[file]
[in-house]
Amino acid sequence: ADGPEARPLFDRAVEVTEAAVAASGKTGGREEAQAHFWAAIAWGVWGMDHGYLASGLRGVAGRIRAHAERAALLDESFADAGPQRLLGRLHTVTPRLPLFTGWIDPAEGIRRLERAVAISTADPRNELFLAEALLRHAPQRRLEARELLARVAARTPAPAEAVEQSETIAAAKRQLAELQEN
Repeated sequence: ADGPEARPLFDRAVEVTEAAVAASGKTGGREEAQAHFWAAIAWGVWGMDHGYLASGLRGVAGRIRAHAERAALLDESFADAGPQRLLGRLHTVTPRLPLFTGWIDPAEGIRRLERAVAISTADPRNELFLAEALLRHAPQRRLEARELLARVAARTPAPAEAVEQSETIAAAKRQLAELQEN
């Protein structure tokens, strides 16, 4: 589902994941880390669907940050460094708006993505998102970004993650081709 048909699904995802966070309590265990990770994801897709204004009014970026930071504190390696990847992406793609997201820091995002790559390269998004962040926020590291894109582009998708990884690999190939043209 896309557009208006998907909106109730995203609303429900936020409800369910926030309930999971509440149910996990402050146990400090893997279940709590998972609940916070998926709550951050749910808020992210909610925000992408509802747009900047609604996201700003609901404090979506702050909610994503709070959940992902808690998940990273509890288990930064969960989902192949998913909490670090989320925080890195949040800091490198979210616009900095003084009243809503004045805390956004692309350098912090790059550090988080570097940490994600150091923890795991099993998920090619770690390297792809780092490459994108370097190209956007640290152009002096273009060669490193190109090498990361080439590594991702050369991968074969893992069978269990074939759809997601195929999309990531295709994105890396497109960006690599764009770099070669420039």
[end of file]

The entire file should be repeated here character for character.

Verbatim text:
[in-house]
Amino acid sequence: ADGPEARPLFDRAVEVTEAAVAASGKTGGREEAQAHFWAAIAWGVWGMDHGYLASGLRGVAGRIRAHAERAALLDESFADAGPQRLLGRLHTVTPRLPLFTGWIDPAEGIRRLERAVAISTADPRNELFLAEALLRHAPQRRLEARELLARVAARTPAPAEAVEQSETIAAAKRQLAELQEN
Repeated sequence: ADGPEARPLFDRAVEVTEAAVAASGKTGGREEAQAHFWAAIAWGVWGMDHGYLASGLRGVAGRIRAHAERAALLDESFADAGPQRLLGRLHTVTPRLPLFTGWIDPAEGIRRLERAVAISTADPRNELFLAEALLRHAPQRRLEARELLARVAARTPAPAEAVEQSETIAAAKRQLAELQEN
């Protein structure tokens, strides 16, 4: 589902994941880390669907940050460094708006993505998102970004993650081709 048909699904995802966070309590265990990770994801897709204004009014970026930071504190390696990847992406793609997201820091995002790559390269998004962040926020590291894109582009998708990884690999190939043209 896309557009208006998907909106109730995203609303429900936020409800369910926030309930999971509440149910996990402050146990400090893997279940709590998972609940916070998926709550951050749910808020992210909610925000992408509802747009900047609604996201700003609901404090979506702050909610994503709070959940992902808690998940990273509890288990930064969960989902192949998913909490670090989320925080890195949040800091490198979210616009900095003084009243809503004045805390956004692309350098912090790059550090988080570097940490994600150091923890795991099993998920090619770690390297792809780092490459994108370097190209956007640290152009002096273009060669490193190109090498990361080439590594991702050369991968074969893992069978269990074939759809997601195929999309990531295709994105890396497109960006690599764009770099070669420039």